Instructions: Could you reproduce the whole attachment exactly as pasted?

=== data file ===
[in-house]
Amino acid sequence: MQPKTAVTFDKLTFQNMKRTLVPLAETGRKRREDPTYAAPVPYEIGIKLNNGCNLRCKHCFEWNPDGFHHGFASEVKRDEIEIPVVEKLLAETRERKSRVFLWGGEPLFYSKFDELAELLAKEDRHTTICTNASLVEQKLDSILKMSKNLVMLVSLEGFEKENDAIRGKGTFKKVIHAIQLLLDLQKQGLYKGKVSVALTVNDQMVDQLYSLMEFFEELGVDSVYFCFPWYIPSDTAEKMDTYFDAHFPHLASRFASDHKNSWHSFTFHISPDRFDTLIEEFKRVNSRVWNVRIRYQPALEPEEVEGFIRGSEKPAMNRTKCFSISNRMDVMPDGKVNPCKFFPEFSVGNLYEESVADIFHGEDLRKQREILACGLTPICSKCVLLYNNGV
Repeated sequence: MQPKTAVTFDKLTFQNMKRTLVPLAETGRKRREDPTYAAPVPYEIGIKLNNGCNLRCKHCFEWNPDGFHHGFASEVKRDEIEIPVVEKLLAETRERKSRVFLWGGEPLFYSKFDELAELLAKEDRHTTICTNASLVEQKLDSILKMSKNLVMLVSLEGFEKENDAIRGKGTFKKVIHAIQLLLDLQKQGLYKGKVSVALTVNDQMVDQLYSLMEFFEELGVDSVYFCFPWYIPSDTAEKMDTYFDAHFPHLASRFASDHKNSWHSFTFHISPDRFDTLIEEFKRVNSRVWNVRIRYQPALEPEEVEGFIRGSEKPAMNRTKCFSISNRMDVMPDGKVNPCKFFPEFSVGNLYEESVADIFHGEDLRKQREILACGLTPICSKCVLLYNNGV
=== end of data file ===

[in-house]
Amino acid sequence: MQPKTAVTFDKLTFQNMKRTLVPLAETGRKRREDPTYAAPVPYEIGIKLNNGCNLRCKHCFEWNPDGFHHGFASEVKRDEIEIPVVEKLLAETRERKSRVFLWGGEPLFYSKFDELAELLAKEDRHTTICTNASLVEQKLDSILKMSKNLVMLVSLEGFEKENDAIRGKGTFKKVIHAIQLLLDLQKQGLYKGKVSVALTVNDQMVDQLYSLMEFFEELGVDSVYFCFPWYIPSDTAEKMDTYFDAHFPHLASRFASDHKNSWHSFTFHISPDRFDTLIEEFKRVNSRVWNVRIRYQPALEPEEVEGFIRGSEKPAMNRTKCFSISNRMDVMPDGKVNPCKFFPEFSVGNLYEESVADIFHGEDLRKQREILACGLTPICSKCVLLYNNGV
Repeated sequence: MQPKTAVTFDKLTFQNMKRTLVPLAETGRKRREDPTYAAPVPYEIGIKLNNGCNLRCKHCFEWNPDGFHHGFASEVKRDEIEIPVVEKLLAETRERKSRVFLWGGEPLFYSKFDELAELLAKEDRHTTICTNASLVEQKLDSILKMSKNLVMLVSLEGFEKENDAIRGKGTFKKVIHAIQLLLDLQKQGLYKGKVSVALTVNDQMVDQLYSLMEFFEELGVDSVYFCFPWYIPSDTAEKMDTYFDAHFPHLASRFASDHKNSWHSFTFHISPDRFDTLIEEFKRVNSRVWNVRIRYQPALEPEEVEGFIRGSEKPAMNRTKCFSISNRMDVMPDGKVNPCKFFPEFSVGNLYEESVADIFHGEDLRKQREILACGLTPICSKCVLLYNNGV